Monday, August 11, 2008

The Graphics Pipeline

Those of us who've hung around computer graphics for a while have heard the term graphics pipeline quite it bit. It's not used so much anymore because the concept doesn't apply to current ways of doing graphics, but I think it's still useful to understand and then forget.

Basically, the graphics pipeline is the set of steps that would carry a given work of computer graphics from the idea to the actual dots on paper or pixels on a screen. Generally, the low end of the pipeline, making actual dots or lighting pixels, would be pretty common to a variety of graphics software, while the high end would depend on what level of graphics you start with. One way to think of the pipeline might be:
  1. 3D computer models of characters and scenes
  2. 2D geometry (maybe from flattening the 3D model)
  3. 2D bitmap of pixels
  4. physical dots on paper or pixels on screen
This is a simplification, but the idea is that you start with some conceptual model of what your graphic is going to represent, and then it passes through all the stages of the pipeline to be ultimately printed or displayed. You could imagine, for example, a step 0 before the above sequence which consists of a script and some character designs. That script and character designs get turned into computer representations of scenes and actions, and those get further processed into colored pixels that get recorded on DVD, and voila! You have WALL-E or any of the dozens of other animated features now available. Simple, right?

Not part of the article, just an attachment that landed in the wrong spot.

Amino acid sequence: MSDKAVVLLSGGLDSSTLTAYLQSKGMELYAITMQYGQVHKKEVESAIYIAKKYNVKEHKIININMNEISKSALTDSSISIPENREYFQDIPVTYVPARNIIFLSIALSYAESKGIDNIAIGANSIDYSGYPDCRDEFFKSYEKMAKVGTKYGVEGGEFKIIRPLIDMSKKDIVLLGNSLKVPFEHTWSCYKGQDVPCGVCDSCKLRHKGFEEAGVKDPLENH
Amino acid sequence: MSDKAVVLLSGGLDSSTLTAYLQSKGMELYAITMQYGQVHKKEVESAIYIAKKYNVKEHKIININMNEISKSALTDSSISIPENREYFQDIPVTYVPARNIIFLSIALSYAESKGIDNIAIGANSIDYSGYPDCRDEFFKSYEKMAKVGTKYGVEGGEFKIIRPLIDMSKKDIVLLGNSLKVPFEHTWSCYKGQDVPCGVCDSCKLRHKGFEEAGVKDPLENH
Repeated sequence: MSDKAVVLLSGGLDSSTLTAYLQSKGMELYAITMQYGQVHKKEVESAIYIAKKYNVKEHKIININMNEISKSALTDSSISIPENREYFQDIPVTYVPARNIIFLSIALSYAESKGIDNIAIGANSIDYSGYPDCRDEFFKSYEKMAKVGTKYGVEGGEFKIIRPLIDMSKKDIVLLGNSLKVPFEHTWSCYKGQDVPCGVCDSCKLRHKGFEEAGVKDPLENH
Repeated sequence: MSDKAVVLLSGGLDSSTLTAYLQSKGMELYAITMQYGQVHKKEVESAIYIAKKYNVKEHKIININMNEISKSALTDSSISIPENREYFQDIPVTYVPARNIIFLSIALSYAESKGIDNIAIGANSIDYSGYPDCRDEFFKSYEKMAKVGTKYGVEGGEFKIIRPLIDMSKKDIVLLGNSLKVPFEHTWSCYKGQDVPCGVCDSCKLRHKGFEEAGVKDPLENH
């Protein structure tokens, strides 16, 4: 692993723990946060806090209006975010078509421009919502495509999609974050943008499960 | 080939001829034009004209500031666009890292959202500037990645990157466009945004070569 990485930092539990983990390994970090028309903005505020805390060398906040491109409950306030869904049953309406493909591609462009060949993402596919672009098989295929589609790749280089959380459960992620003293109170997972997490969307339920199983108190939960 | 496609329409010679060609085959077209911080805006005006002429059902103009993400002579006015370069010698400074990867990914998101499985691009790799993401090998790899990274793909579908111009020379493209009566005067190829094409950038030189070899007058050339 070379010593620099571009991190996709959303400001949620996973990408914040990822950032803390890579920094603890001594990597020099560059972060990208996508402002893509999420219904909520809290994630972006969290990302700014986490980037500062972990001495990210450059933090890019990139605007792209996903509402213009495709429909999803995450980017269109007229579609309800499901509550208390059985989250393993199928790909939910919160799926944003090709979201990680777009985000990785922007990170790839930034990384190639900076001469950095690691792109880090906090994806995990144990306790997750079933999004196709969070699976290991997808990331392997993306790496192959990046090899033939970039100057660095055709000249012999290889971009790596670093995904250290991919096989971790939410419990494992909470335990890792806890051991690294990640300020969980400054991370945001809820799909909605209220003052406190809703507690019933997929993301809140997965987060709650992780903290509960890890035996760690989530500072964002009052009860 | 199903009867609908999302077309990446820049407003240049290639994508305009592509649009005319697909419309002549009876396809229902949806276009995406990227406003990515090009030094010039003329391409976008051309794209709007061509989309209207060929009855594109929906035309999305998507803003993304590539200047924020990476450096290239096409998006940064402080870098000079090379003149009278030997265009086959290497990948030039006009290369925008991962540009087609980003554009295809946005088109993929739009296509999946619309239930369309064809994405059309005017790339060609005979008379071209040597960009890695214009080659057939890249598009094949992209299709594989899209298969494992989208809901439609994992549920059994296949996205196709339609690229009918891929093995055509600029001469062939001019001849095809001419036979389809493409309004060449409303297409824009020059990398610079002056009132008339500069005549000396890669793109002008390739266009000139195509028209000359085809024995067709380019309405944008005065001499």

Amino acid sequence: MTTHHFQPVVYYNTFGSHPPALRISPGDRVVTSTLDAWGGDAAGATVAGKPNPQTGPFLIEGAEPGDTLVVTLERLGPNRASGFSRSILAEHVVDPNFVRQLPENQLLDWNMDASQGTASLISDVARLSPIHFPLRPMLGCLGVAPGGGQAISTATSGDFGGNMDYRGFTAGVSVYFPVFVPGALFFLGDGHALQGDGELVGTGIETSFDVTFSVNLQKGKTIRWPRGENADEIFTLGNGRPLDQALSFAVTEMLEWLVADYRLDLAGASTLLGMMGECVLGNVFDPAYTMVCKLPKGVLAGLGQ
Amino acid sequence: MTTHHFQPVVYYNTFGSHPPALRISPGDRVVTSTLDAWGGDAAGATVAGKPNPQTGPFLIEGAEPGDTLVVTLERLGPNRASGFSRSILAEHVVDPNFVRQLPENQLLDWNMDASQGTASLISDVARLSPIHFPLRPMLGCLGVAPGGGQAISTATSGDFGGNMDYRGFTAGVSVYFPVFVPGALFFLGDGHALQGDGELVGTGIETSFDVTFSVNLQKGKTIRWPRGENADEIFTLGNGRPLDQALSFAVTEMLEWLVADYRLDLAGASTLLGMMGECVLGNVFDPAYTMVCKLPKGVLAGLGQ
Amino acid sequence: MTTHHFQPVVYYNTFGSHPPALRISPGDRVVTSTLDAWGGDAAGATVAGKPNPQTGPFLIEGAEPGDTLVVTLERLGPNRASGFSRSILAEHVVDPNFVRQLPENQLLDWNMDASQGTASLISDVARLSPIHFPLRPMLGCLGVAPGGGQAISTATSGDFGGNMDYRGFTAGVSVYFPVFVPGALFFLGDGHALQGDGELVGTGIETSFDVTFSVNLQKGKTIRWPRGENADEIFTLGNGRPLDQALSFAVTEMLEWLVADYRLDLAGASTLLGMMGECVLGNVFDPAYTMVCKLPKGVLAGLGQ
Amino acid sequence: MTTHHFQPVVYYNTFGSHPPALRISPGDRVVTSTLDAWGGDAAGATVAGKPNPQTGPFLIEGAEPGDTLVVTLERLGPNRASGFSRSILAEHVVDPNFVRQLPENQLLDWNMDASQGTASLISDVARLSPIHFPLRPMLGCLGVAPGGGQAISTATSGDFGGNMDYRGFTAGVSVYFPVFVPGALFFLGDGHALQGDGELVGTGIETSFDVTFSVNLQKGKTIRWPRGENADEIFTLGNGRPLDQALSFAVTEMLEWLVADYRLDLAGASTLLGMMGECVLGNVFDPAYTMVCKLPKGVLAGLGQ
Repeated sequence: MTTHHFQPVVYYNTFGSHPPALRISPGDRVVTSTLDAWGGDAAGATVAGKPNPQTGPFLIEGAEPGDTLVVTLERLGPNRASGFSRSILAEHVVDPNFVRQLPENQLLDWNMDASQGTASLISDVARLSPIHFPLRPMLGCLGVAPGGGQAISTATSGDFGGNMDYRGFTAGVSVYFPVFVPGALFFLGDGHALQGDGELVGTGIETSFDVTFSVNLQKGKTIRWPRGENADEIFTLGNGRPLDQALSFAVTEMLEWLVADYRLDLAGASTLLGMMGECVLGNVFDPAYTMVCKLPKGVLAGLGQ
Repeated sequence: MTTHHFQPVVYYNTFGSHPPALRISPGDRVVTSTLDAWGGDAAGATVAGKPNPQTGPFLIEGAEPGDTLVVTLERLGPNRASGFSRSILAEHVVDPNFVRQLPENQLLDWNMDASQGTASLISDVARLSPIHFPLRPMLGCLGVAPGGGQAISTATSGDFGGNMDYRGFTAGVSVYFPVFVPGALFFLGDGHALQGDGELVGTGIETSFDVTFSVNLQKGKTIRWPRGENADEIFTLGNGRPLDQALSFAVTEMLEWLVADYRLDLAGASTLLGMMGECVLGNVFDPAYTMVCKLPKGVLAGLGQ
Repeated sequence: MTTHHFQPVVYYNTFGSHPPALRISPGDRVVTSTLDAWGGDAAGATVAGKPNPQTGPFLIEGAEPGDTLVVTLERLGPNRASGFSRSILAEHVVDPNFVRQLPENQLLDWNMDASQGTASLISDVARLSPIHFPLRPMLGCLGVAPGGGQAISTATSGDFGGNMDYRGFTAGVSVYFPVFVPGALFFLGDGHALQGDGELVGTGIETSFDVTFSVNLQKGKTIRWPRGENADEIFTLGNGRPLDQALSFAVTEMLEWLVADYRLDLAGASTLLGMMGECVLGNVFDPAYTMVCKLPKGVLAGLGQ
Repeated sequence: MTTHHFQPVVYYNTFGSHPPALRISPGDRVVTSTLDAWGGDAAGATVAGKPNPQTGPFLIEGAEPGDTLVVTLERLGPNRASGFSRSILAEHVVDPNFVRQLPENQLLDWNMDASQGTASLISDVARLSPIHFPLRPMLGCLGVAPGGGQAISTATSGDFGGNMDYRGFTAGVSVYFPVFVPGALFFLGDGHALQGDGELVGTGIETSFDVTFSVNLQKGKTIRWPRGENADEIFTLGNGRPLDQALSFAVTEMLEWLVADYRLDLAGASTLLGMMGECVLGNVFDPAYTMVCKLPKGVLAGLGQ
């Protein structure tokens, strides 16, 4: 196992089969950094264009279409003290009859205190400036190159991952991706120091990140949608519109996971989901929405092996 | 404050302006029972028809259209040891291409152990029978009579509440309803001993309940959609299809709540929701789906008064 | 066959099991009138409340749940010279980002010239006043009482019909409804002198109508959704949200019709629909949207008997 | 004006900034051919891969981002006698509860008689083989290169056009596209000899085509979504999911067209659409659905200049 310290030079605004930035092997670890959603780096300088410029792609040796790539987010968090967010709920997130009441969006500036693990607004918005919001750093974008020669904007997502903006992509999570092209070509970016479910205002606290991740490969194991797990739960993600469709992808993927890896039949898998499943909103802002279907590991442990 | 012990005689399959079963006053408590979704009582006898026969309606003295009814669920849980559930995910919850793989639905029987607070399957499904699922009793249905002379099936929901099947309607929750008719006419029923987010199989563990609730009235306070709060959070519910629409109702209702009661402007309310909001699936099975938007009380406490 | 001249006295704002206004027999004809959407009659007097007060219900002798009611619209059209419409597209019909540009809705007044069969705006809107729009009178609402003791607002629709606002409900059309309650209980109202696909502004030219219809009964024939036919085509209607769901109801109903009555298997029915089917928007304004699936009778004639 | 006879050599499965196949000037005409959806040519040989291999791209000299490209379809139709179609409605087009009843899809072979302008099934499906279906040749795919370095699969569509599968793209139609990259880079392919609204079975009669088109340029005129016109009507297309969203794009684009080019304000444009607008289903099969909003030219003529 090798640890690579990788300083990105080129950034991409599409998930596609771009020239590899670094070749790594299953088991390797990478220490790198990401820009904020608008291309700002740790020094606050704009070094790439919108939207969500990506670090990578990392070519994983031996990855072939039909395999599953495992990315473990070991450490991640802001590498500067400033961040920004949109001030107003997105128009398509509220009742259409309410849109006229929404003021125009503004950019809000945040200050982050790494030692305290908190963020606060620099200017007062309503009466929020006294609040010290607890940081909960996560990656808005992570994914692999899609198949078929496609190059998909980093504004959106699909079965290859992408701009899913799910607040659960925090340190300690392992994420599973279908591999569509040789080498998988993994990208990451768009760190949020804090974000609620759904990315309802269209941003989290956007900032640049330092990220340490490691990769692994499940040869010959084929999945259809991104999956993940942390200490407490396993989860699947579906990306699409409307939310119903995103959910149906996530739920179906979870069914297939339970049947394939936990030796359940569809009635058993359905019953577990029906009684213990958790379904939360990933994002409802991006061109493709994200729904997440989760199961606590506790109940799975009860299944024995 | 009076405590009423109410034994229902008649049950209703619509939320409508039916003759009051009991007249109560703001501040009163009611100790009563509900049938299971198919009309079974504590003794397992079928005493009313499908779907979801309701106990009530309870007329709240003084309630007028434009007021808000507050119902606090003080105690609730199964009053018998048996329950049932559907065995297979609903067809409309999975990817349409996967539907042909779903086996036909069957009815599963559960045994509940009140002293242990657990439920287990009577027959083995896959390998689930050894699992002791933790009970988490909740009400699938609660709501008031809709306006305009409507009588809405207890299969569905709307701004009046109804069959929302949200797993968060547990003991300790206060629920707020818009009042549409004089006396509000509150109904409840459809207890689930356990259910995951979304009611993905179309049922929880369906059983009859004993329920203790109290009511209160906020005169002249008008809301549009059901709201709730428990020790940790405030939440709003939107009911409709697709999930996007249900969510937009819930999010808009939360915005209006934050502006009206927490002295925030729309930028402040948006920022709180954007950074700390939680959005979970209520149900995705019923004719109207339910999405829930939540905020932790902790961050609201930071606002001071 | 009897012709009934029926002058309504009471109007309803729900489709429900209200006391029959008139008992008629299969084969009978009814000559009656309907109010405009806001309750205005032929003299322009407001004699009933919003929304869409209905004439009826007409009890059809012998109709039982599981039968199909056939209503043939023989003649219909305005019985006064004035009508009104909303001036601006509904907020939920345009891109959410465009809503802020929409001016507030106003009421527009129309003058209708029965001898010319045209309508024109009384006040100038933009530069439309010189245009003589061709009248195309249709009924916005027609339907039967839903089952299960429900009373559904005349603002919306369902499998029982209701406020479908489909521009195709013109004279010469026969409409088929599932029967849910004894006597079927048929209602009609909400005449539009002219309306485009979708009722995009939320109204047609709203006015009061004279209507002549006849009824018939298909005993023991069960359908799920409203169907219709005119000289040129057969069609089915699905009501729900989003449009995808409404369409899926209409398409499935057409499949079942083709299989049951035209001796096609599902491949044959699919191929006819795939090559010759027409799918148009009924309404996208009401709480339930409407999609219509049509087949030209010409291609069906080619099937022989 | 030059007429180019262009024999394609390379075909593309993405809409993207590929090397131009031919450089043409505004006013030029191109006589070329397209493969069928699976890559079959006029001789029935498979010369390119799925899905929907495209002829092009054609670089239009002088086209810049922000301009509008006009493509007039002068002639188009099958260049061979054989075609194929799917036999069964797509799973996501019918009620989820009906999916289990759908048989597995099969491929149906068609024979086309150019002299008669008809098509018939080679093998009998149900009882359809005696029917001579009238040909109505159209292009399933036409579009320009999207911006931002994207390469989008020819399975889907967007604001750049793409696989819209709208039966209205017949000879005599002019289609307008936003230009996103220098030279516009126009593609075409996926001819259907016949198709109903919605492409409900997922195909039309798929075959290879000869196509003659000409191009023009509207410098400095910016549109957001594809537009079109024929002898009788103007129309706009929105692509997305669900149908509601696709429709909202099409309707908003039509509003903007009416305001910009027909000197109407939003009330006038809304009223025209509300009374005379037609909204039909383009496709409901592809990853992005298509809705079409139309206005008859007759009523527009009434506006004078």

It used to be that a 3D computer model would get turned into a bunch of 2D shapes, each with a color that simulates the shading of the 3D object with the desired lighting. Then these 2D shapes would get turned into actual areas of pixels, and these would get displayed or printed. It turns out, though, that it's more successful to go directly from 3D scene to pixels, without flattening the scene into 2D shapes first. The techniques are based on an approach called ray-tracing, where software computes the color of each pixel by imagining beams of light from each light source reflecting off the objects in the scene and reaching each pixel to determine its color.

If you're creating a graphic in Illustrator, for example, you're starting in the middle of the pipeline, around step 2, with 2D shapes. You arrange the shapes within the Illustrator composition, and they still get turned into pixels for display and printing. Even while you're editing in Illustrator, the software is continuously turning your picture into pixels to display it on your screen.

On the other hand, if you're manipulating digital photos in Photoshop, you're starting at the pixel level. The work of turning 3D scenes into pixels is already done by the digital camera. You can't easily edit the text on a sign in the picture, for example, though there are techniques for making it look that way.

So another way to think of the above pipeline is:
  1. Maya, 3D Studio Max, etc.
  2. Illustrator, etc.
  3. Photoshop, etc.
  4. physical pixels or printed dots
The graphics pipeline is really a way to think about various techniques of representing computer graphics, and how they relate to each other.

1 comment:

Unknown said...

Actually, it occurs to me that dealing with text is a good way to think of this. At the top of the pipeline, suppose you have text in Illustrator. You can edit it, make corrections, revise, etc.

Now imagine that you use Illustrator's Text->Convert to Outlines tool to convert all the characters in your text into shapes. These shapes no longer know that they're letters, so you can't simply edit the text to fix spelling mistakes, etc.

Now suppose you open this Illustrator file in Photoshop, and choose to rasterize everything. Now you don't even have letter shapes. You just have regions of colored pixels which look like letters.